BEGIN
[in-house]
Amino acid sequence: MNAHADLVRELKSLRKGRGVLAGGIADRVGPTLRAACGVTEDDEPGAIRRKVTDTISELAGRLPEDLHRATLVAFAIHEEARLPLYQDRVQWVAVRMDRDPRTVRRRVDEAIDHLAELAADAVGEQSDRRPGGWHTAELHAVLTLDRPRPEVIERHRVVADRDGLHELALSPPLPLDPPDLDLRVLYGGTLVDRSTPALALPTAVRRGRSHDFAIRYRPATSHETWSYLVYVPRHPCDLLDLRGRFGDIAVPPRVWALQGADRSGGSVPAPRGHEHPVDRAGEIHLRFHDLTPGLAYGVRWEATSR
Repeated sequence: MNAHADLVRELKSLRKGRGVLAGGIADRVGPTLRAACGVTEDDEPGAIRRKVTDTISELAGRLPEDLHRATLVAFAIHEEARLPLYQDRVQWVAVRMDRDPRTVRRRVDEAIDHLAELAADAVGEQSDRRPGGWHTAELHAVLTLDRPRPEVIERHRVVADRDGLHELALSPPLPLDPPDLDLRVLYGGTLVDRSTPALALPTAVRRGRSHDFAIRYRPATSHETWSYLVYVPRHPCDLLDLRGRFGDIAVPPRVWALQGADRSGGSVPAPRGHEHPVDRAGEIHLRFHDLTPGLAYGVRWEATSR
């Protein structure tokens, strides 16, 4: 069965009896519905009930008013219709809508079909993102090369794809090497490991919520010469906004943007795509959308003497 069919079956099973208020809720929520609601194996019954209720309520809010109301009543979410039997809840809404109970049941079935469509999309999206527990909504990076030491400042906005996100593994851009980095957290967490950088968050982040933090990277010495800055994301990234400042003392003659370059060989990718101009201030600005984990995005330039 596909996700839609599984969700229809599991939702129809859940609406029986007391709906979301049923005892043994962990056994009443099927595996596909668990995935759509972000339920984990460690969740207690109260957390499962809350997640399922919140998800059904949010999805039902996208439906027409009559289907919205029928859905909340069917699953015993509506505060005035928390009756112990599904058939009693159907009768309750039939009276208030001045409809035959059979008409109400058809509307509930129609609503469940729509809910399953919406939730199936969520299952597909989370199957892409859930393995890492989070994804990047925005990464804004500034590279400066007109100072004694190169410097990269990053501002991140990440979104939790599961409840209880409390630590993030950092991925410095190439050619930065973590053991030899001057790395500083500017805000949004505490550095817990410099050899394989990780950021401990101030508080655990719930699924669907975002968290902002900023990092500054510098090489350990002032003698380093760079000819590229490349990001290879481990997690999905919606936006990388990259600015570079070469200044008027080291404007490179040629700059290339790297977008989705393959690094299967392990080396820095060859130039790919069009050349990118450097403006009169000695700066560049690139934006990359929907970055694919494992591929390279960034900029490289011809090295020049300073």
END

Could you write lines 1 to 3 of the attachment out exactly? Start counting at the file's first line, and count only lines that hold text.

[in-house]
Amino acid sequence: MNAHADLVRELKSLRKGRGVLAGGIADRVGPTLRAACGVTEDDEPGAIRRKVTDTISELAGRLPEDLHRATLVAFAIHEEARLPLYQDRVQWVAVRMDRDPRTVRRRVDEAIDHLAELAADAVGEQSDRRPGGWHTAELHAVLTLDRPRPEVIERHRVVADRDGLHELALSPPLPLDPPDLDLRVLYGGTLVDRSTPALALPTAVRRGRSHDFAIRYRPATSHETWSYLVYVPRHPCDLLDLRGRFGDIAVPPRVWALQGADRSGGSVPAPRGHEHPVDRAGEIHLRFHDLTPGLAYGVRWEATSR
Repeated sequence: MNAHADLVRELKSLRKGRGVLAGGIADRVGPTLRAACGVTEDDEPGAIRRKVTDTISELAGRLPEDLHRATLVAFAIHEEARLPLYQDRVQWVAVRMDRDPRTVRRRVDEAIDHLAELAADAVGEQSDRRPGGWHTAELHAVLTLDRPRPEVIERHRVVADRDGLHELALSPPLPLDPPDLDLRVLYGGTLVDRSTPALALPTAVRRGRSHDFAIRYRPATSHETWSYLVYVPRHPCDLLDLRGRFGDIAVPPRVWALQGADRSGGSVPAPRGHEHPVDRAGEIHLRFHDLTPGLAYGVRWEATSR